Obama’s Drug Commutations Helped Only Tiny Fraction of 9,000 Crack Convicts


At just 25 years old, Ricky Eugene Patterson's future seemed finished when he was imprisoned for life in 1995 for planning to peddle a handful of crack-cocaine rocks, says the Miami Herald. Last month, President Obama gave the Florida man a long-awaited chance to make good on his remaining years. Obama commuted his life term — along with lengthy sentences for seven other crack cocaine convicts. Clemency for the fortunate few addressed only a tiny fraction of the roughly 9,000 federal inmates serving what critics have long called draconian prison terms for crack cocaine convictions.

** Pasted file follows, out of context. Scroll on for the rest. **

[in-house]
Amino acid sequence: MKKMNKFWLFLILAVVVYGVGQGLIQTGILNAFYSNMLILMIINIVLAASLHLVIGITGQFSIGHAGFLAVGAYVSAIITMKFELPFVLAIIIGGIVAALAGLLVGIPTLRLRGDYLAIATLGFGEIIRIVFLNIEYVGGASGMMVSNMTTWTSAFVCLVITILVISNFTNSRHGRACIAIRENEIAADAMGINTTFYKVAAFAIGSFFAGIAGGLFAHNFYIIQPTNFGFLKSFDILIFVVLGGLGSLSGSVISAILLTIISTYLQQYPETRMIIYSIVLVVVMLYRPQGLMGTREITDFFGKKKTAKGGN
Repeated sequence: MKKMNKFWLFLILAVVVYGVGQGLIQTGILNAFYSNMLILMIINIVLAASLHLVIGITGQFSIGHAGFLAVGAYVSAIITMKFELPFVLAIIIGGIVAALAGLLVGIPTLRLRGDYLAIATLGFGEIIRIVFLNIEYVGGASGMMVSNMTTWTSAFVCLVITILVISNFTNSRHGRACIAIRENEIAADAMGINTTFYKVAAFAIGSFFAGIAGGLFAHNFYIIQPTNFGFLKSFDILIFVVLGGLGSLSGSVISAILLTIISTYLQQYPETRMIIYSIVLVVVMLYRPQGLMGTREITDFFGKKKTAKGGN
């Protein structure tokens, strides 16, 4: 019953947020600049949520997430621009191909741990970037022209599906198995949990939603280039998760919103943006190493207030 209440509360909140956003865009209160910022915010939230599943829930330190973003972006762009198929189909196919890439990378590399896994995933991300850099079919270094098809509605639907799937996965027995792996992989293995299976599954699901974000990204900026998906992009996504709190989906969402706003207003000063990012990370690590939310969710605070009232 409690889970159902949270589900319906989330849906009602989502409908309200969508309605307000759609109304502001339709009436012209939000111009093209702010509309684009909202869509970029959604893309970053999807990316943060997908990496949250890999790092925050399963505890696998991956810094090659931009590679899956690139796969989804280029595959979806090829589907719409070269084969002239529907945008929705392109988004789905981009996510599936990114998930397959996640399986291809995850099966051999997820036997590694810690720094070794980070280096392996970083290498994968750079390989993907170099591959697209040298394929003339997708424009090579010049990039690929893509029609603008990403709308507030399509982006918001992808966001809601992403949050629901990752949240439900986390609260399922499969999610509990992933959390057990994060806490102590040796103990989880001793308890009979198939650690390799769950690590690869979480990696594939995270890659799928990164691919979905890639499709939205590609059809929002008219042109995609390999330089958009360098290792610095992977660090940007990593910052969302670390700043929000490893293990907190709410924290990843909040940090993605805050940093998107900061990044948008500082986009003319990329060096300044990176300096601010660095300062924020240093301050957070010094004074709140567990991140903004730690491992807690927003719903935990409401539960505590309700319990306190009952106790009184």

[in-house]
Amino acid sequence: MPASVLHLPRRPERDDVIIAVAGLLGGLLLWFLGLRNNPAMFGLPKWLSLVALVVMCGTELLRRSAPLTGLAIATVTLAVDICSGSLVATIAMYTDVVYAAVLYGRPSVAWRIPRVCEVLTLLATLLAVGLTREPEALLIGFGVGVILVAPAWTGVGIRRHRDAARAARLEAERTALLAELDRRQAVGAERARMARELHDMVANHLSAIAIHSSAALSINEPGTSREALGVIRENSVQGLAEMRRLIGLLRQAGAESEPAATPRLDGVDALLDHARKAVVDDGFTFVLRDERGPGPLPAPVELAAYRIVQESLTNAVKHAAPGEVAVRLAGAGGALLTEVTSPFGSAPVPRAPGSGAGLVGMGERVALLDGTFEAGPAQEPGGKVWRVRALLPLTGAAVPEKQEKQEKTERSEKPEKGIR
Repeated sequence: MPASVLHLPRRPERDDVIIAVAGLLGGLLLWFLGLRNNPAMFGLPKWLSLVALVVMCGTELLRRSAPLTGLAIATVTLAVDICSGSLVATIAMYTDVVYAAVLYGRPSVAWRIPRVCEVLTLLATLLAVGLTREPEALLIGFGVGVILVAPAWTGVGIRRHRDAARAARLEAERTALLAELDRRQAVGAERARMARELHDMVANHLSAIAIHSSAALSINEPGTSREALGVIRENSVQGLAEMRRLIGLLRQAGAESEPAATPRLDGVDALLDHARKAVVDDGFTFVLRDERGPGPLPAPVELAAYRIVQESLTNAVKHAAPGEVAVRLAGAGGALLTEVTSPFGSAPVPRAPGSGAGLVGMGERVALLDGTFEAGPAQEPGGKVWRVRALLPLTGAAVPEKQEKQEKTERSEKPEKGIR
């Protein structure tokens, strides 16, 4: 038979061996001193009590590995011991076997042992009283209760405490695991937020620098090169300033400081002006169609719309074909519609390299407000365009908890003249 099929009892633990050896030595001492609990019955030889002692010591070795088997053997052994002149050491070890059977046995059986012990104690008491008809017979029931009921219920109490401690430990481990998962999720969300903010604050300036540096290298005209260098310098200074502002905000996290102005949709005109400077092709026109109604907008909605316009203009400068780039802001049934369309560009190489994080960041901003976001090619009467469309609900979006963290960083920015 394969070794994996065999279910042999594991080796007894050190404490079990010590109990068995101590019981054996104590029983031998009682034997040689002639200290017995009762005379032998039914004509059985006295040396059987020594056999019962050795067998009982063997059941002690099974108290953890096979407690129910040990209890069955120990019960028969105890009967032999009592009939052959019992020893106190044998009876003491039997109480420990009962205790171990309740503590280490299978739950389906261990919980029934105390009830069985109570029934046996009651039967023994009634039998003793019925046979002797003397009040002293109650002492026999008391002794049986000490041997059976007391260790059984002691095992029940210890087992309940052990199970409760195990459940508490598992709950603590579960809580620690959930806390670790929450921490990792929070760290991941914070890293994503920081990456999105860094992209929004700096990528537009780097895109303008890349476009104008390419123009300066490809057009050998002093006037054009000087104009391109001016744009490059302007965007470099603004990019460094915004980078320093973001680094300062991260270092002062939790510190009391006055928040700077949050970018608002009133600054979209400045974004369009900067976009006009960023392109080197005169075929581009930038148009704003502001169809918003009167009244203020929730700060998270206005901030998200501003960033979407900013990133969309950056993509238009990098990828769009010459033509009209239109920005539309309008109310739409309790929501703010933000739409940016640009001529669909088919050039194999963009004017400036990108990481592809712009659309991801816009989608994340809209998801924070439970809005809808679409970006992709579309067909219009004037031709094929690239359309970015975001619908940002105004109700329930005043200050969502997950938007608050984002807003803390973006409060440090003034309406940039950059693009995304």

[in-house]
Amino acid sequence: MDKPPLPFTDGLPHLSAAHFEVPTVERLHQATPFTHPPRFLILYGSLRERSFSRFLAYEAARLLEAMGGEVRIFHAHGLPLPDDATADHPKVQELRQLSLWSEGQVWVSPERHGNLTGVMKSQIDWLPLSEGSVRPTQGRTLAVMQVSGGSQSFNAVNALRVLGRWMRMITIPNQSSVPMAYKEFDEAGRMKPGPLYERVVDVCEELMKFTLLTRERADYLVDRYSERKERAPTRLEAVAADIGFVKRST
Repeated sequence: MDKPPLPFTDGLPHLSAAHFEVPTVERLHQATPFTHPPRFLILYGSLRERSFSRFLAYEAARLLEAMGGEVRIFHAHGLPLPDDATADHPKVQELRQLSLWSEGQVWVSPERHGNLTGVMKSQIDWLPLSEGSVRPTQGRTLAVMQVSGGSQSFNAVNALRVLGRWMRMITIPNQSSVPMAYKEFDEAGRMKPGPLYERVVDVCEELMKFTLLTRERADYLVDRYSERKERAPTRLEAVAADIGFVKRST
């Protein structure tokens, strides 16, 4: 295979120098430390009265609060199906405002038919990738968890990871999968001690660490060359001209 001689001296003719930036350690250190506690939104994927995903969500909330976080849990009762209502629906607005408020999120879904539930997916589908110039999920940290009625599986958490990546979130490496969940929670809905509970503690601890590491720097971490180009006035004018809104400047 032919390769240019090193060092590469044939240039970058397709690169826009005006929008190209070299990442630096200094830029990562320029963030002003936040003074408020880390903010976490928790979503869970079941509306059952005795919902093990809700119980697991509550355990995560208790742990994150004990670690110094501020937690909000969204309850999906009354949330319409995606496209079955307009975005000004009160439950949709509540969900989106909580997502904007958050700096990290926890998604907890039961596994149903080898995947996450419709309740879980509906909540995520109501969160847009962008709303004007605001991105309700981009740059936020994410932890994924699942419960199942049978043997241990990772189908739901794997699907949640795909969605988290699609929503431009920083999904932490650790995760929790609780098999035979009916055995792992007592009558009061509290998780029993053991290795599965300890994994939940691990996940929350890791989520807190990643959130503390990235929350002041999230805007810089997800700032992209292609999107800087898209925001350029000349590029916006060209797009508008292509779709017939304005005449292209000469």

The president's action focused new attention on a controversial U.S. sentencing policy adopted at the height of the war on drugs a generation ago that created a sharp racial divide in how the criminal justice system dealt with cocaine cases. Crack cocaine offenses, more prevalent in poor black communities, carried much harsher punishment than those for powder cocaine, more common in affluent white communities. “President Obama has struck a mighty symbolic blow against a crack cocaine sentencing law that appeared neutral on its face but was racially discriminatory in its application,” said Miami attorney, H.T. Smith, who is black. “In my considered judgment, if white defendants were being given jail sentences 100 times stiffer than black defendants for cocaine offenses, this law would have been fixed a decade ago and the lighter sentences would have been made retroactive.” Patterson, 43, has spent the past 18 years taking vocational educational courses, including passing the GED high school-equivalency exam, in pursuit of becoming, in his words, a “model person and example for younger inmates in prison.”

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